Buresh Blog

Buresh Blog: Just the beginning of the pollen season... South Florida reefs... NOAA coral mapping

JACKSONVILLE, Fla. — It’s easy to become a member of our First Alert Neighborhood Weather Station Network:

It’s still a bit early - especially considering the mid January cold snap - but we’re getting indications of the very beginning of our pollen season. Cedar is usually the earliest & indeed that’s the highest number (but still “only” moderate) from the real-time sampling by Dr. Brian Seymour, Edward Waters University. Unfortunately it’s only up from here with timing of the peaks depending on exact weather conditions & especially temps. (Cedar first then Pine followed by Oak). Last year’s winter & spring was very warm so the numbers peaked early - Cedar on Jan. 11th... PIne peaked on Feb. 1st... & Oak peaked March 8th. We’re likely to see a later peak of each allergen this year.

From Miami University:

South Florida’s Nearshore Reefs Less Vulnerable to Ocean Acidification, Study Finds

Results offer a glimmer of hope as climate change impacts coral reefs worldwide

Researchers studying South Florida’s coral reefs found that the region’s nearshore reefs and more sheltered inshore areas are less vulnerable to ocean acidification than previously thought – a major climate-related threat to coral reefs as ocean waters absorb more atmospheric CO2 from the burning of fossil fuels.

This new study, led by scientists at the University of Miami Rosenstiel School of Marine, Atmospheric, and Earth Science, and the National Oceanic and Atmospheric Administration’s (NOAA) Atlantic Oceanographic and Meteorological Laboratory (AOML) offers a glimmer of hope for Florida’s iconic coral reefs as ocean acidification, along with marine heat waves and other climate-related threats are impacting coral reefs worldwide.

“In contrast to many regions globally where ocean acidification is being exacerbated, we found that South Florida’s inshore reefs — and sheltered areas that co-exist with seagrass communities — are being buffered from the negative effects of acidification,” said the study’s lead author Ana Palacio-Castro, a researcher at the Rosenstiel School-based NOAA Cooperative Institute for Marine and Atmospheric Studies.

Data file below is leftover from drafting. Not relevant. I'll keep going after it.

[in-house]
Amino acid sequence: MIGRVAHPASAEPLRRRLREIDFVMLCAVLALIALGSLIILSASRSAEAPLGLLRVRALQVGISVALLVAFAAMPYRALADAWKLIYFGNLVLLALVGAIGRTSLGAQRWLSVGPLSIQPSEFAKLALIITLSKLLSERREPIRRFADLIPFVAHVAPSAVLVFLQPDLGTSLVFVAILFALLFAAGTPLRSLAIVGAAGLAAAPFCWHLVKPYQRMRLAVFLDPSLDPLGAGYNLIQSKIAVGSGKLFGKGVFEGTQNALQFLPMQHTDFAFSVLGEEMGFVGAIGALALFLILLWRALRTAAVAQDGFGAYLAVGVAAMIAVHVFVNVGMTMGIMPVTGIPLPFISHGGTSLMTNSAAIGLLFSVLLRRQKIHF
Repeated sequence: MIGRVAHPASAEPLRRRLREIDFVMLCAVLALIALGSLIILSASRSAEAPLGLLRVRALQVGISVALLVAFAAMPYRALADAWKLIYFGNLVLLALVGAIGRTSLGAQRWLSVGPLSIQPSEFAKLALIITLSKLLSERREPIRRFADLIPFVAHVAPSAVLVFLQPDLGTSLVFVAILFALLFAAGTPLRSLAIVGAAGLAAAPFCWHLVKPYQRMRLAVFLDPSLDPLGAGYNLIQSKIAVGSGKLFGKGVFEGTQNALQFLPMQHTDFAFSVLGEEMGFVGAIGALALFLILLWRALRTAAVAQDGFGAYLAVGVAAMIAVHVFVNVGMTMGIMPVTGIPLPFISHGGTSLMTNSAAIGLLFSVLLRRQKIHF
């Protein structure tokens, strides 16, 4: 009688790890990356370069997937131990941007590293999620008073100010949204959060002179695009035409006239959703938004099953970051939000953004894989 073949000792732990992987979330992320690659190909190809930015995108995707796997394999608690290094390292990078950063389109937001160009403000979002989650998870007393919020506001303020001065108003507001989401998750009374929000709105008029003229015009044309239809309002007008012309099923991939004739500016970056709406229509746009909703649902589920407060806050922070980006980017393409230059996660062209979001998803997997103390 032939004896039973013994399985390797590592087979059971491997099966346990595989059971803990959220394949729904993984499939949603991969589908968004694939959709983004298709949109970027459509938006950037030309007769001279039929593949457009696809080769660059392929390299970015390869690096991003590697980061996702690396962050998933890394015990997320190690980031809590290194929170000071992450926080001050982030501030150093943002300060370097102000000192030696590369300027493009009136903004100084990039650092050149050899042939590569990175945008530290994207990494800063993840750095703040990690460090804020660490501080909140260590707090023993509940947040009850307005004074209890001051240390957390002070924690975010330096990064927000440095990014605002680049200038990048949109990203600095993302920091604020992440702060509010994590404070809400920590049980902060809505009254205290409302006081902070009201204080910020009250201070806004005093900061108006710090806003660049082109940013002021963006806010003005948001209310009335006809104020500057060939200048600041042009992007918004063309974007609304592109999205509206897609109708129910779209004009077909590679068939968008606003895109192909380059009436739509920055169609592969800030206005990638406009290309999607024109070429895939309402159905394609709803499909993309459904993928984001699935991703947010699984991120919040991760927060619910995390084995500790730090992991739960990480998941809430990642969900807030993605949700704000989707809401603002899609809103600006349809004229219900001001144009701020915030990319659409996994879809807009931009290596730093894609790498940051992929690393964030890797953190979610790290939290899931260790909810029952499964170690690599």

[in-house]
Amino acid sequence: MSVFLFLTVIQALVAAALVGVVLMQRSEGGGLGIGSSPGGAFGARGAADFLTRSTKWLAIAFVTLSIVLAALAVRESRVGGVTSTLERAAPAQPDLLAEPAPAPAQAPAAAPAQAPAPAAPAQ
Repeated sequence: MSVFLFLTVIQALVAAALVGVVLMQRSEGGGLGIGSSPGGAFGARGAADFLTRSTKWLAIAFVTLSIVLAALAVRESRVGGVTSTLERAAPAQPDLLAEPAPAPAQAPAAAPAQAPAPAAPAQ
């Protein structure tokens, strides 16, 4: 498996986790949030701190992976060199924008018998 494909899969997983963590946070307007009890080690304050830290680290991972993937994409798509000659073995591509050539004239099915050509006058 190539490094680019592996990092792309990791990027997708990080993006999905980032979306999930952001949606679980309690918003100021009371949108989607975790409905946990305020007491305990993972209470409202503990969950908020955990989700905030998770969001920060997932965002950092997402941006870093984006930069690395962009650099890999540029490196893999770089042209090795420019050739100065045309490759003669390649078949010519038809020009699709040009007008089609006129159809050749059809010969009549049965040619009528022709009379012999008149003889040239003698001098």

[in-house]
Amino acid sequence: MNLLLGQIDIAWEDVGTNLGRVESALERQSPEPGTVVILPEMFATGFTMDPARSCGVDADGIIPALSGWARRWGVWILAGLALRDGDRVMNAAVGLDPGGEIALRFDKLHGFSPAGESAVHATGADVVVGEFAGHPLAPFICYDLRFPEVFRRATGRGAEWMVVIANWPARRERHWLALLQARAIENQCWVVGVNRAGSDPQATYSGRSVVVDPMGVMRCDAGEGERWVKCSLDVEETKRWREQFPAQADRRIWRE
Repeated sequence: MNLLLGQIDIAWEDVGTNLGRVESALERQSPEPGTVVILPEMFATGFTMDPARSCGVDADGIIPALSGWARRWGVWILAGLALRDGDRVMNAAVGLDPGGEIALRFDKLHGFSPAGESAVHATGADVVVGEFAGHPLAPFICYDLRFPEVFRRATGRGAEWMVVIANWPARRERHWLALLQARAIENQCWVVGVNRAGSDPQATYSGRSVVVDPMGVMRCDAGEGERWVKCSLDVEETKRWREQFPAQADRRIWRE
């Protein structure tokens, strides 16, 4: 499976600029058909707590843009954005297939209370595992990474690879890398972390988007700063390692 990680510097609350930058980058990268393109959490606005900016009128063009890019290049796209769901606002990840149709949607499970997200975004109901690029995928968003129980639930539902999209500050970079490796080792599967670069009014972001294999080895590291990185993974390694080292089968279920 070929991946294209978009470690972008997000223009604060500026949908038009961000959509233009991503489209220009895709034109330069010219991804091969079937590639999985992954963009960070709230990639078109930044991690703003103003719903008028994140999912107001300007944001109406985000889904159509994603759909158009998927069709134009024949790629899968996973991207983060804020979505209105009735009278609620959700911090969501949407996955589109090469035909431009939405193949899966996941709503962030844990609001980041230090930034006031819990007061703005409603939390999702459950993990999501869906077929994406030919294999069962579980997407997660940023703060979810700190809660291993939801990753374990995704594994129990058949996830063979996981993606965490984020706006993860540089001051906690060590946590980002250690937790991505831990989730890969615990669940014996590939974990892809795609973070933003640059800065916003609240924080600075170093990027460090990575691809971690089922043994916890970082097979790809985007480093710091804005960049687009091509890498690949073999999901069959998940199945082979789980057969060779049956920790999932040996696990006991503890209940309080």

Ocean waters absorb atmospheric carbon dioxide, which results in a drop in pH levels, turning the water more acidic. This resulting ocean acidification impacts the ability of a wide range of marine life —from corals to clams—to build and maintain their calcium-based shells and skeletons, and ultimately compromises the structural integrity of coral reefs and the marine life that rely on them.

In this study, the researchers analyzed 10 years of continuous seawater samples collected at 38 monitoring stations across the Florida Reef Tract to assess carbonate chemistry variability among seasons, years, and reef areas, including ocean acidification. They looked at differences between Biscayne Bay and the Upper, Middle, and Lower Keys, and the inshore, mid-channel, and offshore reef zones.

The results showed potential ocean acidification refugia in inshore reefs with neighboring seagrass meadows as a result of enhanced primary production, highlighting the importance of the relationship that exists between coral reef and seagrass ecosystems to mitigate the impacts of future climate changes.

The results also suggest that Florida’s inshore reef structures could benefit from local mitigation strategies, such as reducing CO2 emissions, marine carbon dioxide removal or conserving intact seagrass meadows, according to the researchers.

“The findings underscore the importance of local monitoring to understand how ocean acidification is impacting our region and to identify potential acidification hotspots and refugia,” said Ana Palacio-Castro.

The study, titled “Coral reef carbonate chemistry reveals interannual, seasonal, and spatial impacts on ocean acidification off Florida,” was published in the American Geophysical Union journal Global Biogeochemical Cycles.

The project was supported by the South Florida Ecosystem Restoration Research Program (SFER) at NOAA’s Atlantic Oceanographic and Meteorological Laboratory (AOML)

Photo: Tyler Christian, Cooperative Institute for Marine and Atmospheric Studies:

From NOAA - Multi-partner mapping effort reveals largest known deep-sea coral reef habitat...

Covering 6.4 million acres, an area larger than Vermont, an underwater seascape of cold-water coral mounds off the shore of the southeast United States coast has been deemed the largest deep-sea coral reef habitat discovered to date, according to a paper recently published in the scientific journal Geomatics.